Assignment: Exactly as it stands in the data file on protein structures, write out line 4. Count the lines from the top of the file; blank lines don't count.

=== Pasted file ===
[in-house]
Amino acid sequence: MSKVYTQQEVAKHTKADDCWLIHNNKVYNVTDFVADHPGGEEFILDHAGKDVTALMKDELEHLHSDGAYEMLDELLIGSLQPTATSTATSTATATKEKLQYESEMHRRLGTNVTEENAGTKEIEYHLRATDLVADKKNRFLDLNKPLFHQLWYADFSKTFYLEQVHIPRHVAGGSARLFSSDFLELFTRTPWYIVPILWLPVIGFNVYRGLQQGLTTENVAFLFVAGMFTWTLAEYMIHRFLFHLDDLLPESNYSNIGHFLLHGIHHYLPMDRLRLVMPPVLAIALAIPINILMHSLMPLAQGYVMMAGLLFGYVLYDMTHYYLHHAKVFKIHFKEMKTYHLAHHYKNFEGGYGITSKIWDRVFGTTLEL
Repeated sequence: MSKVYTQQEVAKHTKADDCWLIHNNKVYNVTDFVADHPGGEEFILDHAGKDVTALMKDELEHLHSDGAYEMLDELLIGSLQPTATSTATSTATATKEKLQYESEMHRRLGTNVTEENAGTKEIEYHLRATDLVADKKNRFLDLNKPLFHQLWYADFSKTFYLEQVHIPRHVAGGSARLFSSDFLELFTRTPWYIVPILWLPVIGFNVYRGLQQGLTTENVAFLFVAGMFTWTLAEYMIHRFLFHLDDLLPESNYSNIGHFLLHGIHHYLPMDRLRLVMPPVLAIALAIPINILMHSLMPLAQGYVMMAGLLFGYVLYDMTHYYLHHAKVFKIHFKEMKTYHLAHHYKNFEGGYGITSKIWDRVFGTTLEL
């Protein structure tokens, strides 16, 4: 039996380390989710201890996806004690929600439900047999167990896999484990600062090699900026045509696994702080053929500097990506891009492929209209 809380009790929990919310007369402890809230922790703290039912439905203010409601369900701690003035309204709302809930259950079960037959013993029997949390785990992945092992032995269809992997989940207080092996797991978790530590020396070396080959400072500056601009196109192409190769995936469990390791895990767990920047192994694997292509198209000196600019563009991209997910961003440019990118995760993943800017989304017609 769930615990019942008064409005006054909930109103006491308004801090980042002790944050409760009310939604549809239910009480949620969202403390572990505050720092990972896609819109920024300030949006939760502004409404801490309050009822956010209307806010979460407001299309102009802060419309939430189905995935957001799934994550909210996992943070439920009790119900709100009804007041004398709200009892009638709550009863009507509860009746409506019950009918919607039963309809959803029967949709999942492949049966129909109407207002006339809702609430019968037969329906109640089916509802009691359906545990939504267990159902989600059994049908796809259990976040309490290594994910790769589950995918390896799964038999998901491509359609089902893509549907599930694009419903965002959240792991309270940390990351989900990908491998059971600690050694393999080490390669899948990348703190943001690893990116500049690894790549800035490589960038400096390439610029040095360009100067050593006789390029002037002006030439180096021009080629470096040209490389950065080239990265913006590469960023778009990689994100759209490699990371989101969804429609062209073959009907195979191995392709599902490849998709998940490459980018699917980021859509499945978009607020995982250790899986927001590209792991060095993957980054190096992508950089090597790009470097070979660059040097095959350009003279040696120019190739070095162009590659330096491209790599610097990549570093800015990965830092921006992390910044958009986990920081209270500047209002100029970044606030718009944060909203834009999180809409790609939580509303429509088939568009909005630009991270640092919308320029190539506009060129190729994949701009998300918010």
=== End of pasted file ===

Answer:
């Protein structure tokens, strides 16, 4: 039996380390989710201890996806004690929600439900047999167990896999484990600062090699900026045509696994702080053929500097990506891009492929209209 809380009790929990919310007369402890809230922790703290039912439905203010409601369900701690003035309204709302809930259950079960037959013993029997949390785990992945092992032995269809992997989940207080092996797991978790530590020396070396080959400072500056601009196109192409190769995936469990390791895990767990920047192994694997292509198209000196600019563009991209997910961003440019990118995760993943800017989304017609 769930615990019942008064409005006054909930109103006491308004801090980042002790944050409760009310939604549809239910009480949620969202403390572990505050720092990972896609819109920024300030949006939760502004409404801490309050009822956010209307806010979460407001299309102009802060419309939430189905995935957001799934994550909210996992943070439920009790119900709100009804007041004398709200009892009638709550009863009507509860009746409506019950009918919607039963309809959803029967949709999942492949049966129909109407207002006339809702609430019968037969329906109640089916509802009691359906545990939504267990159902989600059994049908796809259990976040309490290594994910790769589950995918390896799964038999998901491509359609089902893509549907599930694009419903965002959240792991309270940390990351989900990908491998059971600690050694393999080490390669899948990348703190943001690893990116500049690894790549800035490589960038400096390439610029040095360009100067050593006789390029002037002006030439180096021009080629470096040209490389950065080239990265913006590469960023778009990689994100759209490699990371989101969804429609062209073959009907195979191995392709599902490849998709998940490459980018699917980021859509499945978009607020995982250790899986927001590209792991060095993957980054190096992508950089090597790009470097070979660059040097095959350009003279040696120019190739070095162009590659330096491209790599610097990549570093800015990965830092921006992390910044958009986990920081209270500047209002100029970044606030718009944060909203834009999180809409790609939580509303429509088939568009909005630009991270640092919308320029190539506009060129190729994949701009998300918010």